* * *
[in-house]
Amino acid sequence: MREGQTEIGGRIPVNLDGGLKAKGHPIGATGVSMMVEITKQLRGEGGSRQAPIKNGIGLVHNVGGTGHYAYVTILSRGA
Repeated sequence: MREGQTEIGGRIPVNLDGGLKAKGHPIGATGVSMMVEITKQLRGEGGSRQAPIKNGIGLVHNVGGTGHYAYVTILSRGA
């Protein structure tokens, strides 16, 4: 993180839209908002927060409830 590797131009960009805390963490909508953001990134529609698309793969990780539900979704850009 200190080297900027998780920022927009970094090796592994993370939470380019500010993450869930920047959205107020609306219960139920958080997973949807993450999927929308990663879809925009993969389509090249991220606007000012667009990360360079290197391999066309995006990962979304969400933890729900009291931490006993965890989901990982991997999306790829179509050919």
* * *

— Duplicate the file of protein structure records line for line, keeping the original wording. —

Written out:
[in-house]
Amino acid sequence: MREGQTEIGGRIPVNLDGGLKAKGHPIGATGVSMMVEITKQLRGEGGSRQAPIKNGIGLVHNVGGTGHYAYVTILSRGA
Repeated sequence: MREGQTEIGGRIPVNLDGGLKAKGHPIGATGVSMMVEITKQLRGEGGSRQAPIKNGIGLVHNVGGTGHYAYVTILSRGA
């Protein structure tokens, strides 16, 4: 993180839209908002927060409830 590797131009960009805390963490909508953001990134529609698309793969990780539900979704850009 200190080297900027998780920022927009970094090796592994993370939470380019500010993450869930920047959205107020609306219960139920958080997973949807993450999927929308990663879809925009993969389509090249991220606007000012667009990360360079290197391999066309995006990962979304969400933890729900009291931490006993965890989901990982991997999306790829179509050919």